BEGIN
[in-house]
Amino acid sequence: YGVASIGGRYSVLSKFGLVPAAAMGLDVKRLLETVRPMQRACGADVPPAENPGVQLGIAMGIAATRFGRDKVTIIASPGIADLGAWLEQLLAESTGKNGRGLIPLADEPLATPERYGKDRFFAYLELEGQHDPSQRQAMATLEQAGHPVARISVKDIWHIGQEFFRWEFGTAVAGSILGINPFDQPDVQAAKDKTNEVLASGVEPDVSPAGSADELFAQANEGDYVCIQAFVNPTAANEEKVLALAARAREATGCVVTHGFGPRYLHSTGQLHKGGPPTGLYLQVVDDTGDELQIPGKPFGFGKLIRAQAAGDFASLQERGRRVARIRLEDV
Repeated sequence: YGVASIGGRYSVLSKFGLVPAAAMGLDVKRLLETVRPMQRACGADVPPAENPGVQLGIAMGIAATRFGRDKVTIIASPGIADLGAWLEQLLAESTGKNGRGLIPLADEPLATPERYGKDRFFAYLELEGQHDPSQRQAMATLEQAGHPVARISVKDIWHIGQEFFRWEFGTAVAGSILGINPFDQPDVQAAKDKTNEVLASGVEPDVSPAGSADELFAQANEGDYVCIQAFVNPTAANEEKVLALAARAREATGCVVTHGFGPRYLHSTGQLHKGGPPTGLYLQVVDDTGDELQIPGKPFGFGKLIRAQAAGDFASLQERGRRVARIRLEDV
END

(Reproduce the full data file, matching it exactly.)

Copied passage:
[in-house]
Amino acid sequence: YGVASIGGRYSVLSKFGLVPAAAMGLDVKRLLETVRPMQRACGADVPPAENPGVQLGIAMGIAATRFGRDKVTIIASPGIADLGAWLEQLLAESTGKNGRGLIPLADEPLATPERYGKDRFFAYLELEGQHDPSQRQAMATLEQAGHPVARISVKDIWHIGQEFFRWEFGTAVAGSILGINPFDQPDVQAAKDKTNEVLASGVEPDVSPAGSADELFAQANEGDYVCIQAFVNPTAANEEKVLALAARAREATGCVVTHGFGPRYLHSTGQLHKGGPPTGLYLQVVDDTGDELQIPGKPFGFGKLIRAQAAGDFASLQERGRRVARIRLEDV
Repeated sequence: YGVASIGGRYSVLSKFGLVPAAAMGLDVKRLLETVRPMQRACGADVPPAENPGVQLGIAMGIAATRFGRDKVTIIASPGIADLGAWLEQLLAESTGKNGRGLIPLADEPLATPERYGKDRFFAYLELEGQHDPSQRQAMATLEQAGHPVARISVKDIWHIGQEFFRWEFGTAVAGSILGINPFDQPDVQAAKDKTNEVLASGVEPDVSPAGSADELFAQANEGDYVCIQAFVNPTAANEEKVLALAARAREATGCVVTHGFGPRYLHSTGQLHKGGPPTGLYLQVVDDTGDELQIPGKPFGFGKLIRAQAAGDFASLQERGRRVARIRLEDV